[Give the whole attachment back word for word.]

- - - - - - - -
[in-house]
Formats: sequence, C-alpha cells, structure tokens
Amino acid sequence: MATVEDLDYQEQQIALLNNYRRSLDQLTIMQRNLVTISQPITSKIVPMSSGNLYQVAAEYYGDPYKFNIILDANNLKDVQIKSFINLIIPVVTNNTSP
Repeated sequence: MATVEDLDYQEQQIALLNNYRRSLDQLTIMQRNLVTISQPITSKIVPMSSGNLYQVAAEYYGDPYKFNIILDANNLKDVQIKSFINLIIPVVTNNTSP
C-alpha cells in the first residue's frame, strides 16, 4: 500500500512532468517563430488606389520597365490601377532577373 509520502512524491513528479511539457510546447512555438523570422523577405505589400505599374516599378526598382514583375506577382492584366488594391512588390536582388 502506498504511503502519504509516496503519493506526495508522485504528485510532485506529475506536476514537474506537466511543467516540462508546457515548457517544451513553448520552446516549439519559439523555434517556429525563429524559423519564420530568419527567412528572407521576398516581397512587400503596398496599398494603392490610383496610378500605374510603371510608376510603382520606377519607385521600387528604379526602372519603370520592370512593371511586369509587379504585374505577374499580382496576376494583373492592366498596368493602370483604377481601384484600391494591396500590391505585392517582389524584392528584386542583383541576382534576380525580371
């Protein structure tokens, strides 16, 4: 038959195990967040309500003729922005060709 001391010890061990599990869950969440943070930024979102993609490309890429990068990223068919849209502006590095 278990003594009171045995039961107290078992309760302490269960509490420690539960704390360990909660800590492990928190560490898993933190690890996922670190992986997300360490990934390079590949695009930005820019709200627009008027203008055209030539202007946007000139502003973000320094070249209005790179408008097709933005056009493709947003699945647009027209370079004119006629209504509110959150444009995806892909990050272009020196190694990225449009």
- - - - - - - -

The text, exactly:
[in-house]
Formats: sequence, C-alpha cells, structure tokens
Amino acid sequence: MATVEDLDYQEQQIALLNNYRRSLDQLTIMQRNLVTISQPITSKIVPMSSGNLYQVAAEYYGDPYKFNIILDANNLKDVQIKSFINLIIPVVTNNTSP
Repeated sequence: MATVEDLDYQEQQIALLNNYRRSLDQLTIMQRNLVTISQPITSKIVPMSSGNLYQVAAEYYGDPYKFNIILDANNLKDVQIKSFINLIIPVVTNNTSP
C-alpha cells in the first residue's frame, strides 16, 4: 500500500512532468517563430488606389520597365490601377532577373 509520502512524491513528479511539457510546447512555438523570422523577405505589400505599374516599378526598382514583375506577382492584366488594391512588390536582388 502506498504511503502519504509516496503519493506526495508522485504528485510532485506529475506536476514537474506537466511543467516540462508546457515548457517544451513553448520552446516549439519559439523555434517556429525563429524559423519564420530568419527567412528572407521576398516581397512587400503596398496599398494603392490610383496610378500605374510603371510608376510603382520606377519607385521600387528604379526602372519603370520592370512593371511586369509587379504585374505577374499580382496576376494583373492592366498596368493602370483604377481601384484600391494591396500590391505585392517582389524584392528584386542583383541576382534576380525580371
């Protein structure tokens, strides 16, 4: 038959195990967040309500003729922005060709 001391010890061990599990869950969440943070930024979102993609490309890429990068990223068919849209502006590095 278990003594009171045995039961107290078992309760302490269960509490420690539960704390360990909660800590492990928190560490898993933190690890996922670190992986997300360490990934390079590949695009930005820019709200627009008027203008055209030539202007946007000139502003973000320094070249209005790179408008097709933005056009493709947003699945647009027209370079004119006629209504509110959150444009995806892909990050272009020196190694990225449009």